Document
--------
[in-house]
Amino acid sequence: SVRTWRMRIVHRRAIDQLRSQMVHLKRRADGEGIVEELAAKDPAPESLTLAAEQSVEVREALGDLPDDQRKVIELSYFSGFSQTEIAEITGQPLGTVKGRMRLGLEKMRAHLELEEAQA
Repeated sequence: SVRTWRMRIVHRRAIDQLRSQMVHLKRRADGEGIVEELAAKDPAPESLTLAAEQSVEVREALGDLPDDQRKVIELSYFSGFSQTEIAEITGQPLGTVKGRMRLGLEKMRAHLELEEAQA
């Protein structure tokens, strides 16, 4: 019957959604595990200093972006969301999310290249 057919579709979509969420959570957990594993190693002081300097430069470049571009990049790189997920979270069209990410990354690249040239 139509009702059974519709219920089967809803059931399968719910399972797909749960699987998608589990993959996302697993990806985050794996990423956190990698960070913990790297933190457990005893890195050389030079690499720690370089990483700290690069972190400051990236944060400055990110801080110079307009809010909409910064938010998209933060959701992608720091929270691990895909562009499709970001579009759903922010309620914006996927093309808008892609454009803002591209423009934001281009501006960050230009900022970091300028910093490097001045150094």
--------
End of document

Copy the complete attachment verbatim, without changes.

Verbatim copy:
[in-house]
Amino acid sequence: SVRTWRMRIVHRRAIDQLRSQMVHLKRRADGEGIVEELAAKDPAPESLTLAAEQSVEVREALGDLPDDQRKVIELSYFSGFSQTEIAEITGQPLGTVKGRMRLGLEKMRAHLELEEAQA
Repeated sequence: SVRTWRMRIVHRRAIDQLRSQMVHLKRRADGEGIVEELAAKDPAPESLTLAAEQSVEVREALGDLPDDQRKVIELSYFSGFSQTEIAEITGQPLGTVKGRMRLGLEKMRAHLELEEAQA
């Protein structure tokens, strides 16, 4: 019957959604595990200093972006969301999310290249 057919579709979509969420959570957990594993190693002081300097430069470049571009990049790189997920979270069209990410990354690249040239 139509009702059974519709219920089967809803059931399968719910399972797909749960699987998608589990993959996302697993990806985050794996990423956190990698960070913990790297933190457990005893890195050389030079690499720690370089990483700290690069972190400051990236944060400055990110801080110079307009809010909409910064938010998209933060959701992608720091929270691990895909562009499709970001579009759903922010309620914006996927093309808008892609454009803002591209423009934001281009501006960050230009900022970091300028910093490097001045150094």